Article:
A grant application submitted to the Arts and Humanities Research Council (AHRC) in 2010 was highly rated and favourably reviewed, but was not funded. The resubmitted application, entitled 'Atlantic Europe in the Metal Ages: Questions of Shared Language', secured a grant of £689,167, to be spent over three years, 2013–16. This expanded and fully operational research project commenced in April 2013. It includes five principal institutions: the Centre for Advanced Welsh and Celtic Studies as leader, the School of Archaeology of the University of Oxford, the Department of Digital Humanities of King's College London, Bangor University, and the National Library of Wales. Major contributions as project partners are being made by National Museum Wales in Cardiff, the Royal Commission on the Ancient and Historical Monuments of Wales and Oxford Archaeology.
There is a team of nine researchers with full-time or substantial time commitments to the AHRC-funded project. Principal Investigator John Koch at CAWCS is joined by co-investigators Professor Sir Barry Cunliffe (Oxford), Professor Raimund Karl (Bangor) and Paul Vetch (KCL).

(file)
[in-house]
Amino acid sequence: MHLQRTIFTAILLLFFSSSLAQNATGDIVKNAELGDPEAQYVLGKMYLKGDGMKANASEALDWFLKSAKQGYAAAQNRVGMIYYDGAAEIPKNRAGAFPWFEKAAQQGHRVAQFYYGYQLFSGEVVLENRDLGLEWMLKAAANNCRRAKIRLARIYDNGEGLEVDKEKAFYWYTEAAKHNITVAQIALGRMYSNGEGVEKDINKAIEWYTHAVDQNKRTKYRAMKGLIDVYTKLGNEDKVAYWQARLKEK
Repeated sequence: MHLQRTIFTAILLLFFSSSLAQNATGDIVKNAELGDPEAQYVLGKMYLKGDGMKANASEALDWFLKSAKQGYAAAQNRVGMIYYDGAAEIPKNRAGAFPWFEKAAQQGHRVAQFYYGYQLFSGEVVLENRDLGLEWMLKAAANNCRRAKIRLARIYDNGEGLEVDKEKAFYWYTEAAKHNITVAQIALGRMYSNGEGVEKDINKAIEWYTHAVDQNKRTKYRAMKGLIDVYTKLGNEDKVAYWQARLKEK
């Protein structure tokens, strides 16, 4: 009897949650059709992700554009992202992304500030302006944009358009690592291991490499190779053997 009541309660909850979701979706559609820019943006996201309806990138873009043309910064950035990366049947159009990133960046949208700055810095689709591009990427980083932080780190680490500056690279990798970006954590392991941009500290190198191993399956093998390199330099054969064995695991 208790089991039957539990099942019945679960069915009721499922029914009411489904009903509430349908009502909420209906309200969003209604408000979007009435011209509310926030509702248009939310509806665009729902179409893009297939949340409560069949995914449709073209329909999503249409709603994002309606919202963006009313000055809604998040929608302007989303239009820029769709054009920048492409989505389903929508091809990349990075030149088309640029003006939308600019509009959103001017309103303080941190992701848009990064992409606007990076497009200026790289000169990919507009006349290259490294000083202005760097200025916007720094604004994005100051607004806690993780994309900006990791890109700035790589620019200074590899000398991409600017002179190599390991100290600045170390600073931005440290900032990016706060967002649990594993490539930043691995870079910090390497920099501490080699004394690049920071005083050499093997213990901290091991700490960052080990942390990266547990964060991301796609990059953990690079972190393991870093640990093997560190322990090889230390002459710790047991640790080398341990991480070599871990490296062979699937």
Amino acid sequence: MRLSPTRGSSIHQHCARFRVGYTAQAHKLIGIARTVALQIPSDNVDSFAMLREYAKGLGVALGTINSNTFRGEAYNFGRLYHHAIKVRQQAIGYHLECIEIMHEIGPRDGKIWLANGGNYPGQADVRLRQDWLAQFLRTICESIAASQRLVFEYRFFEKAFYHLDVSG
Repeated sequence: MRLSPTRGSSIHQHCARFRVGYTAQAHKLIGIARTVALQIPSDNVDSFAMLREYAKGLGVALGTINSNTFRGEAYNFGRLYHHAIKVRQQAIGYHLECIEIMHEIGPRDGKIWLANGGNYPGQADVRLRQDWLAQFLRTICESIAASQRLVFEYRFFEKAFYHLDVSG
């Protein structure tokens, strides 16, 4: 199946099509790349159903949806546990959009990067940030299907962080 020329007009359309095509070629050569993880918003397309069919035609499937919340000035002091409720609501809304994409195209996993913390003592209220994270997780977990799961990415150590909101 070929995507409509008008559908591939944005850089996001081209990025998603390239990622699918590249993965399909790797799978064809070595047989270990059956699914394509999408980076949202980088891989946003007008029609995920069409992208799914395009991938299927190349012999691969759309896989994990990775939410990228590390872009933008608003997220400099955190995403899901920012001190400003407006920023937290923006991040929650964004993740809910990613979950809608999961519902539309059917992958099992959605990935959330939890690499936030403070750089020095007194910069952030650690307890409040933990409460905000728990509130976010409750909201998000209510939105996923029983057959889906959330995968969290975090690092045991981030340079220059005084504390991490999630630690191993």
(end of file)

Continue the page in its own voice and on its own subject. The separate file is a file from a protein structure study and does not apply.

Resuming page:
From left to right: Kerri Cleary, Catriona Gibson, John Kochy, Fernando Fernández
Irish Bronze Age expert Dr Kerri Cleary came aboard as an AHRC-funded research fellow in April 2013. Most recently prior to this, she was project coordinator and archaeological editor for a monograph detailing the excavation of 71 new sites dating from the Mesolithic to the post-medieval period, many of which are of national importance. The resulting publication (A Network through Time: Archaeological Discoveries on Six Gas Pipelines in County Cork) will appear in early 2014. Kerri has also been part of research teams engaged in ongoing work at the famous Irish archaeological sites at Lough Gur, Co. Limerick, and Knowth in the Boyne necropolis in Co. Meath. Immediately before coming to the Centre, she served a three-year appointment on the board of directors for the Institute of Archaeologists of Ireland (IAI) and was also council member and member of the editorial board of the Cork Historical and Archaeological Society.